Mugabe's bare-knuckled challenge to Mnangagwa's legitimacy
It was, for the most part, an exercise in bitter retrospection.
Zimbabwe's former President Robert Mugabe spent much of his first press conference since being ousted reflecting on the illegality of last November's "coup d'etat," and on the personal sense of betrayal that clearly still preoccupies the 94-year-old.
But while some Zimbabweans, and historians, may find much to ponder in Mr Mugabe's enduring sense of victimhood, and in the dramatic details he provided about his allies' escape, under gunfire, from Harare, the real question for the country is what - if anything - this carefully choreographed media intervention means for the future.
Above all, it means working out what Mr Mugabe meant by the phrase "we must undo this disgrace" - in reference to the coup - and whether anyone will now take him seriously.
It is easy, and tempting, to conclude that Zimbabwe has moved on; that Mr Mugabe's tetchy claims that the man who ousted him, Emmerson Mnangagwa, is "improper… illegal" as nothing more than sour grapes, to be quietly ignored by a nation, and an international community, that has overwhelmingly accepted the legitimacy of the new president.
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His press conference however has not endeared him to many of his detractors.
"A cruel old dictator seeking public sympathy. Not from me," said newspaper publisher Trevor Ncube on social media.
"This man destroyed our lives, murdered thousands and… today he appears on foreign media which he banned and claims he must be invited to a transitional process," scoffed the outspoken campaigner Pastor Evans Mawarire, using the hashtag #RetireInPeaceBob.
And yet, Mr Mugabe's strident claims that Zimbabwe remains a constitutional delinquent - that the criminality of the coup cannot simply be wished away - will hold true for some and will surely echo, albeit faintly, through the chaotic politics of a country now preparing for national elections in the coming months.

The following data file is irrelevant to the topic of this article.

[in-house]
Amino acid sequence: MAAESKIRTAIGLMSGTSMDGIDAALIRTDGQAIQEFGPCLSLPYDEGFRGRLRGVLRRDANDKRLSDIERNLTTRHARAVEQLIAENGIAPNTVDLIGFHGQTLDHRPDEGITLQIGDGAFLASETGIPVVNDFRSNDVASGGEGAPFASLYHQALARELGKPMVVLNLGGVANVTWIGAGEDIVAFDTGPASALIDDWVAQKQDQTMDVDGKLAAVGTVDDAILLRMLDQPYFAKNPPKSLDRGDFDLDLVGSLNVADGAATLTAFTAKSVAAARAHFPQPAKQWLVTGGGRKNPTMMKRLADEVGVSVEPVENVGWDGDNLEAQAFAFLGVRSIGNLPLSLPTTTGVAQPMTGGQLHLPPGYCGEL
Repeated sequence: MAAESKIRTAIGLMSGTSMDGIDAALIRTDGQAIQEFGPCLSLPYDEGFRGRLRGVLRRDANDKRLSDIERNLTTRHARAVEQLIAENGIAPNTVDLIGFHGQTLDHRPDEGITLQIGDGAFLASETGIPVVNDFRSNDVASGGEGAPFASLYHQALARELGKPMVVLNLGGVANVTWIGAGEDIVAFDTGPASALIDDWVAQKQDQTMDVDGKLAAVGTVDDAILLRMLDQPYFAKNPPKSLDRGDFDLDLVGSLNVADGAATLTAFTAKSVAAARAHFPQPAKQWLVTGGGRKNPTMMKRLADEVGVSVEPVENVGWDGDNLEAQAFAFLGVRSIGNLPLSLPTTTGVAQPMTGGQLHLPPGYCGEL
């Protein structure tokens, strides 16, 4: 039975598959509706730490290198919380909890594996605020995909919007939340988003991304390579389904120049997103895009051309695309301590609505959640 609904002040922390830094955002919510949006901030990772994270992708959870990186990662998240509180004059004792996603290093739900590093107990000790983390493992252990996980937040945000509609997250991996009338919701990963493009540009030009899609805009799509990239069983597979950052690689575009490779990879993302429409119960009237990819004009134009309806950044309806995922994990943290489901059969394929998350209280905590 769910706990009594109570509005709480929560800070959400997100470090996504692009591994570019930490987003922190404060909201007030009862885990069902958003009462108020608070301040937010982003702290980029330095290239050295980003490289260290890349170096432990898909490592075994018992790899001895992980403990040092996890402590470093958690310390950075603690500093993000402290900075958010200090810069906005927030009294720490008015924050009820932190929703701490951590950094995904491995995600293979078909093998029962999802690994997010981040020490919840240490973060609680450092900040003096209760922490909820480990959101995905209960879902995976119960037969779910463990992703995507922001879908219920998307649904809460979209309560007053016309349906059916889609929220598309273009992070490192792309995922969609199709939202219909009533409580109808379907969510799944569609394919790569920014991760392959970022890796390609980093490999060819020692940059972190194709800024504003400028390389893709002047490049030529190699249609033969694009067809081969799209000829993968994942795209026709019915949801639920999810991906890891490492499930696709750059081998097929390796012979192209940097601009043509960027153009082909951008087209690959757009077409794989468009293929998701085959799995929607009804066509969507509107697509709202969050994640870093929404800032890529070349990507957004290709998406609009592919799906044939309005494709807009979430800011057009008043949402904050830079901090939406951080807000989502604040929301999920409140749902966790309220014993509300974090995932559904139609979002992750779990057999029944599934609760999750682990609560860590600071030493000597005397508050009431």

It's worth remembering that, despite the sudden unity displayed by the governing Zanu-PF as it rallied behind Mr Mnangagwa and turned its back on Mr Mugabe, last year's military coup was prompted by deep factional battles within the party, and - not unlike South Africa's ANC and its new leadership - those divisions will not vanish simply because a new man is in charge.
A new party, the National Patriotic Front (NPF), has emerged in Zimbabwe as a vehicle for those in the G40 faction of Zanu-PF.
These were ambitious figures - who claimed to speak for the youth - who rallied behind Mr Mugabe's wife, Grace, and briefly succeeded in ousting Mr Mnangagwa.
And yet, the NPF seems unlikely to make significant electoral inroads in such a short time. And Mr Mugabe's implicit endorsement of the party may not prove to be the vote winner that he would like to imagine.
"They're just a bunch of useless, irrelevant individuals, grandstanding," said war veteran's leader Chris Mutsvangwa, of those, like former ministers Saviour Kasukuwere and Jonathan Moyo, who now appear to be working behind the scenes with the NPF.
"This is fatuous nonsense from an over-indulged old man."
In the meantime, most Zimbabweans are preoccupied with more mundane issues, as they cling to the hope that President Mnangagwa can deliver on his promise to revive the economy, capitalise on an anticipated rush of foreign investment, pay salaries, and bring a once prosperous nation back to its feet.
At his luxury villa on the edge of Harare, Mr Mugabe faced the foreign press from behind a grand desk, seeking, it seemed, to project the illusion of power.
He cut a forlorn figure, as he offered to help return Zimbabwe to the path of constitutionality, but stipulated that "I must be invited, properly invited, for that discussion."
He may have to wait a while.
In the meantime, perhaps the most perceptive comment he offered to the visiting journalists came as he ended his prepared remarks and looked up from his notes.
"Currently… I am isolated," he said, with some understatement.